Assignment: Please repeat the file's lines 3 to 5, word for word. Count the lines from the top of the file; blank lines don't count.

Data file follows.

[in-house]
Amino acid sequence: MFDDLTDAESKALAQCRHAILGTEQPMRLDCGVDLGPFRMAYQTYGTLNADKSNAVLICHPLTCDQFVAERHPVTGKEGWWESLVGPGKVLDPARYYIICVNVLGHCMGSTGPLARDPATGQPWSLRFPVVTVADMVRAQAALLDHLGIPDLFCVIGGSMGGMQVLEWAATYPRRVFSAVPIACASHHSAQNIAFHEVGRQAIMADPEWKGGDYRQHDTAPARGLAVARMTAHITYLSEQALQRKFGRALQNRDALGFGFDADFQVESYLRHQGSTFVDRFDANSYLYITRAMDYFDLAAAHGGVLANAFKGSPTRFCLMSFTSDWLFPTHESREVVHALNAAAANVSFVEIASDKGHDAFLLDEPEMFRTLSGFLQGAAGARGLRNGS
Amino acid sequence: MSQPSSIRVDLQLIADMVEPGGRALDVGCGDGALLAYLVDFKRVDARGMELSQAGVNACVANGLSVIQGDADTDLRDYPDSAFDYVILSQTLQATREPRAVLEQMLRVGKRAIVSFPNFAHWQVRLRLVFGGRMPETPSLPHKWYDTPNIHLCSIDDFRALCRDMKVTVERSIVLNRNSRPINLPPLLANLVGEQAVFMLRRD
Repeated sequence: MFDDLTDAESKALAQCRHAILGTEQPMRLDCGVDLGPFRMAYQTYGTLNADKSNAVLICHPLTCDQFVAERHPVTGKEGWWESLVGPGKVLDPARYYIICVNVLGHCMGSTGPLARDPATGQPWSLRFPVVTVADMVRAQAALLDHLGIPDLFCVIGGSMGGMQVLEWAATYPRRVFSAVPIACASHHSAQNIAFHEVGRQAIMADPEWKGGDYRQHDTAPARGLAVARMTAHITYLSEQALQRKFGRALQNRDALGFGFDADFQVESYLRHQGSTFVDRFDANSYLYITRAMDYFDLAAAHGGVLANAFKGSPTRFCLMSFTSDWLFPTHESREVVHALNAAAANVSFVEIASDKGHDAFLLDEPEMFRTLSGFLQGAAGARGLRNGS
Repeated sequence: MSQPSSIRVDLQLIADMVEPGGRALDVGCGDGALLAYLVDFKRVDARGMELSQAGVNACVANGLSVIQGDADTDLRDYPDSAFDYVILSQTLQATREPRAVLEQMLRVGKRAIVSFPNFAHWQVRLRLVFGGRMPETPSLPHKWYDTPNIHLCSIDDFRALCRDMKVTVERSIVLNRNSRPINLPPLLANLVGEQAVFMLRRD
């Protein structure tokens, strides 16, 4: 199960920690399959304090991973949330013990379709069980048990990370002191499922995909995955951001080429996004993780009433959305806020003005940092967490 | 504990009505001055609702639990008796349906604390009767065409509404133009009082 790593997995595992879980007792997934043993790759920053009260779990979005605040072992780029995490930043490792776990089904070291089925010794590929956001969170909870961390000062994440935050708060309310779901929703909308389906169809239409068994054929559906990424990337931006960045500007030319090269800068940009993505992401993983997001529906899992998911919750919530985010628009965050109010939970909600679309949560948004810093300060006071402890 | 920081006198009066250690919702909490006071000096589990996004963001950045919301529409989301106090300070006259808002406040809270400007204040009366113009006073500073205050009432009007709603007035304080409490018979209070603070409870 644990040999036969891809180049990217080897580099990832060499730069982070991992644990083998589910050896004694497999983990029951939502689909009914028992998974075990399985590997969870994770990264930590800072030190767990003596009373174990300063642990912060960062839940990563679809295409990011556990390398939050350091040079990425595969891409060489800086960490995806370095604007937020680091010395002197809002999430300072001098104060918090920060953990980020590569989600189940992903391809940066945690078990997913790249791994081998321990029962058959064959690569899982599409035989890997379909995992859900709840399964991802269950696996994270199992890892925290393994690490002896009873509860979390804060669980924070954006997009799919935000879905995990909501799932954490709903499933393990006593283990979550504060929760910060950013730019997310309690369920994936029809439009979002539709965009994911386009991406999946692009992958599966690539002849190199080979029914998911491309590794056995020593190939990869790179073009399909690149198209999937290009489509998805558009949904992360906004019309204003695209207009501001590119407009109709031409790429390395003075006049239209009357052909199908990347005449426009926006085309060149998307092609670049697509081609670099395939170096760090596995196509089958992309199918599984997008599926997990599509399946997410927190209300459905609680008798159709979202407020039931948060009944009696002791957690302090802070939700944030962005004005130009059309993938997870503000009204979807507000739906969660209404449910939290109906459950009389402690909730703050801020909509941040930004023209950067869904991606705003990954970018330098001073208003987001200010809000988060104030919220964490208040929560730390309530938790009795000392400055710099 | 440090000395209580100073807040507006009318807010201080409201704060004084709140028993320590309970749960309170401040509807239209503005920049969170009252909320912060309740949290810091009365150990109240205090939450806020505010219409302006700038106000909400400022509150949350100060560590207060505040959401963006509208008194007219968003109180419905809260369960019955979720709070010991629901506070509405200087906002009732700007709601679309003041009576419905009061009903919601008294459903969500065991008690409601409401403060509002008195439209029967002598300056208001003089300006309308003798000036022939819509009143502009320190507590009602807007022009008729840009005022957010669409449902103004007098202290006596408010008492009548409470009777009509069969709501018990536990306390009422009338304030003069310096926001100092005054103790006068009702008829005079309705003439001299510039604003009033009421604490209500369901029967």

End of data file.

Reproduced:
Amino acid sequence: MSQPSSIRVDLQLIADMVEPGGRALDVGCGDGALLAYLVDFKRVDARGMELSQAGVNACVANGLSVIQGDADTDLRDYPDSAFDYVILSQTLQATREPRAVLEQMLRVGKRAIVSFPNFAHWQVRLRLVFGGRMPETPSLPHKWYDTPNIHLCSIDDFRALCRDMKVTVERSIVLNRNSRPINLPPLLANLVGEQAVFMLRRD
Repeated sequence: MFDDLTDAESKALAQCRHAILGTEQPMRLDCGVDLGPFRMAYQTYGTLNADKSNAVLICHPLTCDQFVAERHPVTGKEGWWESLVGPGKVLDPARYYIICVNVLGHCMGSTGPLARDPATGQPWSLRFPVVTVADMVRAQAALLDHLGIPDLFCVIGGSMGGMQVLEWAATYPRRVFSAVPIACASHHSAQNIAFHEVGRQAIMADPEWKGGDYRQHDTAPARGLAVARMTAHITYLSEQALQRKFGRALQNRDALGFGFDADFQVESYLRHQGSTFVDRFDANSYLYITRAMDYFDLAAAHGGVLANAFKGSPTRFCLMSFTSDWLFPTHESREVVHALNAAAANVSFVEIASDKGHDAFLLDEPEMFRTLSGFLQGAAGARGLRNGS
Repeated sequence: MSQPSSIRVDLQLIADMVEPGGRALDVGCGDGALLAYLVDFKRVDARGMELSQAGVNACVANGLSVIQGDADTDLRDYPDSAFDYVILSQTLQATREPRAVLEQMLRVGKRAIVSFPNFAHWQVRLRLVFGGRMPETPSLPHKWYDTPNIHLCSIDDFRALCRDMKVTVERSIVLNRNSRPINLPPLLANLVGEQAVFMLRRD